Well, it’s nice to hear that my site transports you to the opera! My website and logo were created by Websites for Translators who did a fantastic job. I wanted music professionals to feel “at home” when visiting my site so we used elements that are commonly found on the websites of those businesses, for example, black and red is a very common colour combination in the music industry – if you look at the BBC radio 3 site, for instance – and things like the bass clef used in the “R” of “Recital”. Using similar elements to others in the music industry makes the site feel more familiar and reassuring to clients and is a way of communicating that I understand the music industry.
Recital Translations is a perfect name for your business! Have you thought about other names before settling with this one?
The name was probably the hardest decision of all! It certainly took a long time to come up with. I considered using my name and calling it “Smart Music Translations”, particularly as “Smart” has quite positive connotations! But I know a few Italians who associate “Smart” with the Smart car and I definitely didn’t want that! I also felt it was just too long.
I wanted something that would be understood internationally in the music industry, that was relatively easy to pronounce and spell and that was connected with both music and translation. The idea behind the name is that when you “recite” something you are communicating something that somebody else has previously communicated, and that’s what translation is all about. Of course it’s a music-related term as well so it just seemed to fit!
Surely for clients, seeing such a specialist recreating their message in another language must be reassuring. How does your clientele respond to your very targeted brand?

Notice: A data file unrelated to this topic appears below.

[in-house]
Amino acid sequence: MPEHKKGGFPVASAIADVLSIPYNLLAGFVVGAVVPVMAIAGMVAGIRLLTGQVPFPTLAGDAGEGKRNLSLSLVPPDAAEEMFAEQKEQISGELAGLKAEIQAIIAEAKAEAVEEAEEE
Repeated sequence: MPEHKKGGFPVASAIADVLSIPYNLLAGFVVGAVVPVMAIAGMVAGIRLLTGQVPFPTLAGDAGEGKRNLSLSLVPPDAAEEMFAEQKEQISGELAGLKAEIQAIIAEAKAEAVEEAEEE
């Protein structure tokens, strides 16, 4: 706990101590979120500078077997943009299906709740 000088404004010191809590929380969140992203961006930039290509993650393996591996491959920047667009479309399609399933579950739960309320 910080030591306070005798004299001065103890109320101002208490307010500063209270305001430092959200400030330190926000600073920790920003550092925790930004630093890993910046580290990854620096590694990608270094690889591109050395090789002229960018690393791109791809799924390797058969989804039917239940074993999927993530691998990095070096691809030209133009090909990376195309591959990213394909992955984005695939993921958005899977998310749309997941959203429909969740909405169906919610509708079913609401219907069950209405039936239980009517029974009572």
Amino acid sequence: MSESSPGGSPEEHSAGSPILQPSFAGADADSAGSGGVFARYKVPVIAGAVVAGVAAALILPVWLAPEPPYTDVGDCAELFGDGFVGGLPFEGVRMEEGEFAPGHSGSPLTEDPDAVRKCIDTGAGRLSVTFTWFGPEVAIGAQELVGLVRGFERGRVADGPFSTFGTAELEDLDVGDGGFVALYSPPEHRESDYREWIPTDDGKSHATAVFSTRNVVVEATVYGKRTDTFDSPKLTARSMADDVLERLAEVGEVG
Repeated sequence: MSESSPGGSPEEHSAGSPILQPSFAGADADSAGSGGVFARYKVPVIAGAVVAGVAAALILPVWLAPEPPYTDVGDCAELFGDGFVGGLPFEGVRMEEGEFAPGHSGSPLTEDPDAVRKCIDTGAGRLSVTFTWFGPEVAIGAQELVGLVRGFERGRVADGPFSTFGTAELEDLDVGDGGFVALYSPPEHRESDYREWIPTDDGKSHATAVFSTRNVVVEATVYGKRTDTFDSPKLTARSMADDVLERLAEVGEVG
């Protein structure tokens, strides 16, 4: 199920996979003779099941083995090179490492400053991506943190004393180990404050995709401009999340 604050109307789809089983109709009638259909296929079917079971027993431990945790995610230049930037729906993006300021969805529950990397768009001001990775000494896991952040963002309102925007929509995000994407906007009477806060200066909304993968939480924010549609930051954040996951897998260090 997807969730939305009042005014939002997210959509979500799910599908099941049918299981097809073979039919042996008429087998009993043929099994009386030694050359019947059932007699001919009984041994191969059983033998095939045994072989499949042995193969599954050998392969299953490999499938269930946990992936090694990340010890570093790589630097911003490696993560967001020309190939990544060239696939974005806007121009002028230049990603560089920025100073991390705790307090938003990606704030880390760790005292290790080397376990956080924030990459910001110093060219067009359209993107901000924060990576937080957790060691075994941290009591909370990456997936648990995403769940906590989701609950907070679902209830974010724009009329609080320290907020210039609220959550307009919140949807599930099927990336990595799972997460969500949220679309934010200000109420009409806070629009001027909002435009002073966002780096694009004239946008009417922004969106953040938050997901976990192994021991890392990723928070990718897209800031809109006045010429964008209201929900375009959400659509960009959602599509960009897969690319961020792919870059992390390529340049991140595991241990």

As I said, the elements I use are familiar to them and make them feel that I am “in tune” (ha ha, pardon the pun!) with their industry. They are often very surprised as well when they come across my site – they often say that they didn’t expect to find a specialist music translator with such a music-focused brand and approach!
And now for the traditional questions! We all know that branding is more than a name and a logo. If you had to choose three words to represent your brand, which ones would they be?
Now you’re asking! Well, I think unique, friendly and, what the heck – “in tune”! Or is that four words?
Let’s make that three words :)! Finally, how do you manage to convey these aspects to your customers?
Well, my web copy is helpful there as it gives some specific examples of what I can do for clients and also shows my experience as a music professional as well as a translator. I would say that the services I offer are quite unique as well as I also offer transcreation, text summary and proofreading services. I always try to add a bit of a personal touch in my copy and communications with clients which adds to the friendly approach and I think they find that reassuring – they know they are working with a real person rather than a company machine.